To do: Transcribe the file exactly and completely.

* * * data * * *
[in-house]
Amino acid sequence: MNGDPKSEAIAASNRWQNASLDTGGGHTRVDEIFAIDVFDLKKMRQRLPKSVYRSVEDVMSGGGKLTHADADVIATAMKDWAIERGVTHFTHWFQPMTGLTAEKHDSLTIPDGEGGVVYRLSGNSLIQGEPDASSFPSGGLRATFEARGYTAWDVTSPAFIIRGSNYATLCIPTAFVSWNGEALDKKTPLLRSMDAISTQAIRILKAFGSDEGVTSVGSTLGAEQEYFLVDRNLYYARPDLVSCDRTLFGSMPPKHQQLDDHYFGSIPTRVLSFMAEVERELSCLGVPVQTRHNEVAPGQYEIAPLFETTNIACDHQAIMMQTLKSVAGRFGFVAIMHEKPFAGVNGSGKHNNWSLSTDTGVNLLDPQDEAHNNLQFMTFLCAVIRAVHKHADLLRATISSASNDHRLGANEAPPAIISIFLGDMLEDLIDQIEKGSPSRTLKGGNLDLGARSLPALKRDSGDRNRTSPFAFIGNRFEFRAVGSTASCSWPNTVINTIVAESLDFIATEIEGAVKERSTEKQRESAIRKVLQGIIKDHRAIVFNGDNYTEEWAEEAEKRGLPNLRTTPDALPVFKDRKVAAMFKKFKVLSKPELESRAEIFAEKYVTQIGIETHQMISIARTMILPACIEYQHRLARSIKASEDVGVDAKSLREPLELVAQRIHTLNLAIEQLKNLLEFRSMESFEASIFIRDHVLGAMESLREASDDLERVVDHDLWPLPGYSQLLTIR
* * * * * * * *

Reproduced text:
[in-house]
Amino acid sequence: MNGDPKSEAIAASNRWQNASLDTGGGHTRVDEIFAIDVFDLKKMRQRLPKSVYRSVEDVMSGGGKLTHADADVIATAMKDWAIERGVTHFTHWFQPMTGLTAEKHDSLTIPDGEGGVVYRLSGNSLIQGEPDASSFPSGGLRATFEARGYTAWDVTSPAFIIRGSNYATLCIPTAFVSWNGEALDKKTPLLRSMDAISTQAIRILKAFGSDEGVTSVGSTLGAEQEYFLVDRNLYYARPDLVSCDRTLFGSMPPKHQQLDDHYFGSIPTRVLSFMAEVERELSCLGVPVQTRHNEVAPGQYEIAPLFETTNIACDHQAIMMQTLKSVAGRFGFVAIMHEKPFAGVNGSGKHNNWSLSTDTGVNLLDPQDEAHNNLQFMTFLCAVIRAVHKHADLLRATISSASNDHRLGANEAPPAIISIFLGDMLEDLIDQIEKGSPSRTLKGGNLDLGARSLPALKRDSGDRNRTSPFAFIGNRFEFRAVGSTASCSWPNTVINTIVAESLDFIATEIEGAVKERSTEKQRESAIRKVLQGIIKDHRAIVFNGDNYTEEWAEEAEKRGLPNLRTTPDALPVFKDRKVAAMFKKFKVLSKPELESRAEIFAEKYVTQIGIETHQMISIARTMILPACIEYQHRLARSIKASEDVGVDAKSLREPLELVAQRIHTLNLAIEQLKNLLEFRSMESFEASIFIRDHVLGAMESLREASDDLERVVDHDLWPLPGYSQLLTIR